Merrill Lynch has settled with the Securities and Exchange Commission and will pay more than $8 million in a case involving improper handling of "pre-released" American Depositary Receipts (ADRs).
Without admitting or denying the SEC's findings, Merrill Lynch agreed to disgorge more than $4.4 million of ill-gotten gains, and pay more than $724,000 in prejudgment interest and a $2.89 million penalty.
ADRs are U.S. securities issued by U.S. banks. They represent, and must correspond to, the equivalent number of foreign shares of a foreign company held in custody at the depositary bank issuing the ADRs. The practice of "pre-release" allows ADRs to be issued without the deposit of foreign shares, provided brokers receiving them have an agreement with a depositary bank and the broker or its customer owns the number of foreign shares that corresponds to the number of shares the ADR represents.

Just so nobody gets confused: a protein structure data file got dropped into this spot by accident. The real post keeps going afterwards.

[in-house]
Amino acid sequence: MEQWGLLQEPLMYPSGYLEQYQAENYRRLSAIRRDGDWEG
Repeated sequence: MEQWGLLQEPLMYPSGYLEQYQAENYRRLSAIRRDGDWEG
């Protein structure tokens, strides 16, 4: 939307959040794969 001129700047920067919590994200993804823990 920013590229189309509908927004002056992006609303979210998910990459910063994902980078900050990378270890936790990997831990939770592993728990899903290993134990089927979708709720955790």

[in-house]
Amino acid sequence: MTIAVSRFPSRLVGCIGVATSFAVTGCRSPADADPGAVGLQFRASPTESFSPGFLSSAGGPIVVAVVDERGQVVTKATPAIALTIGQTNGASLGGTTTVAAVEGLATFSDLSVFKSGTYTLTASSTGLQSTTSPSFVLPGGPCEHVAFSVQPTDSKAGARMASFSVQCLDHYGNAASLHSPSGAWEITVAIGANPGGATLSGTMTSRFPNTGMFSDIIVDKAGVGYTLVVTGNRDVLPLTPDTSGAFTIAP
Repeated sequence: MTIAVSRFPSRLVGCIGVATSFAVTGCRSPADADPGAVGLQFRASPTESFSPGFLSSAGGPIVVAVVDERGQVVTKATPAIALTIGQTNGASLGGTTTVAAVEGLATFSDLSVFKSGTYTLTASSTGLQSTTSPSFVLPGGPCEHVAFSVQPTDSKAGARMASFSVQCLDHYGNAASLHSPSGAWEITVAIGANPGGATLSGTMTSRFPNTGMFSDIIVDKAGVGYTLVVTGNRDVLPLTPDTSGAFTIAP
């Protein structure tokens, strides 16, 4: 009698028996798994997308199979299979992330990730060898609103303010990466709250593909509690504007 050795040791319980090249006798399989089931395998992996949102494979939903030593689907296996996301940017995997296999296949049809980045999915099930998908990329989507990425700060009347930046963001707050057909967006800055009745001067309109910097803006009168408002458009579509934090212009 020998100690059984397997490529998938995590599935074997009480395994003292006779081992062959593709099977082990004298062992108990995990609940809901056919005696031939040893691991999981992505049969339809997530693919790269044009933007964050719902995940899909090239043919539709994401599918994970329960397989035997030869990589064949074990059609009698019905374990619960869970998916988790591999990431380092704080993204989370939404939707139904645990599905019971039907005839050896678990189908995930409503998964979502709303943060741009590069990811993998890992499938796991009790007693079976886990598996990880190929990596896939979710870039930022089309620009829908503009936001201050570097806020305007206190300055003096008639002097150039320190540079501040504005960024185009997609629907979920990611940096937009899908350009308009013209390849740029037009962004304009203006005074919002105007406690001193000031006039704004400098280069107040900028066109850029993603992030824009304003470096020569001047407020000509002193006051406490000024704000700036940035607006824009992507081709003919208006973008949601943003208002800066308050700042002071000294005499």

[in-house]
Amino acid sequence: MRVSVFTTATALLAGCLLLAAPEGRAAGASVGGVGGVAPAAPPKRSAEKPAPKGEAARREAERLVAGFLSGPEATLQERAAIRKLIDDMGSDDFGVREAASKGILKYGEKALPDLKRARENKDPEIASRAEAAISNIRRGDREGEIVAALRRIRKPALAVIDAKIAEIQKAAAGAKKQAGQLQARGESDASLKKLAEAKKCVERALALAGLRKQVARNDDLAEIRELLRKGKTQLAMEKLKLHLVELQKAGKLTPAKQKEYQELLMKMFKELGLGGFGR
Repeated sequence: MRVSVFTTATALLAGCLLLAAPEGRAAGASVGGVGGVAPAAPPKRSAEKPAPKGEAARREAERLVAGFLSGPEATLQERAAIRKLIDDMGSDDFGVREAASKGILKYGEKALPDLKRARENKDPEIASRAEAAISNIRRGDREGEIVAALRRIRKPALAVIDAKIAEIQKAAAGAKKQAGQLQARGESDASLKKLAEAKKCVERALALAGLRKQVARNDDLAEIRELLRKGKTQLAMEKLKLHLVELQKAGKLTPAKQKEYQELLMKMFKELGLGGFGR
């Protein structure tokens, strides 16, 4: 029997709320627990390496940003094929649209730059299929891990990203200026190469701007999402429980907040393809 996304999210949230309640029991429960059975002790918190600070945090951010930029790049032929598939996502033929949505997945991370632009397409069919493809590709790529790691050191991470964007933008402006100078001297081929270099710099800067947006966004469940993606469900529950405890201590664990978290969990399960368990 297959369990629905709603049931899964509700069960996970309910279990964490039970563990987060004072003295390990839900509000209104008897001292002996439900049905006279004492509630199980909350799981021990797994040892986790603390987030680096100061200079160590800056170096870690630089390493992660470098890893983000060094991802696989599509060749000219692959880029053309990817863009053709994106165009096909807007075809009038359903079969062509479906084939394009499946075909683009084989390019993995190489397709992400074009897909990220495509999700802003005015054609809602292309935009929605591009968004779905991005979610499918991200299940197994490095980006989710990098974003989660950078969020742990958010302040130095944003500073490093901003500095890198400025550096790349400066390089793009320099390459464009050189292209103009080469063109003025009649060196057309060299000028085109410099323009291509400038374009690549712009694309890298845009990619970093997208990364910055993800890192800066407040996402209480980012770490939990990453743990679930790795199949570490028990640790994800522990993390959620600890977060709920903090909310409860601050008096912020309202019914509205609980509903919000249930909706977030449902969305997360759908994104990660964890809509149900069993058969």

The SEC said that Merrill Lynch improperly borrowed pre-released ADRs from other brokers when Merrill Lynch should have known that those brokers – who obtained pre-released ADRs from depositaries – did not own the foreign shares needed to support those ADRs. Such practices resulted in inflating the total number of a foreign issuer's tradeable securities, which resulted in abusive practices like inappropriate short selling and dividend arbitrage that should not have been occurring, the SEC said in a release.
The order against Merrill Lynch found that its policies, procedures and supervision failed to prevent and detect securities laws violations concerning borrowing pre-released ADRs.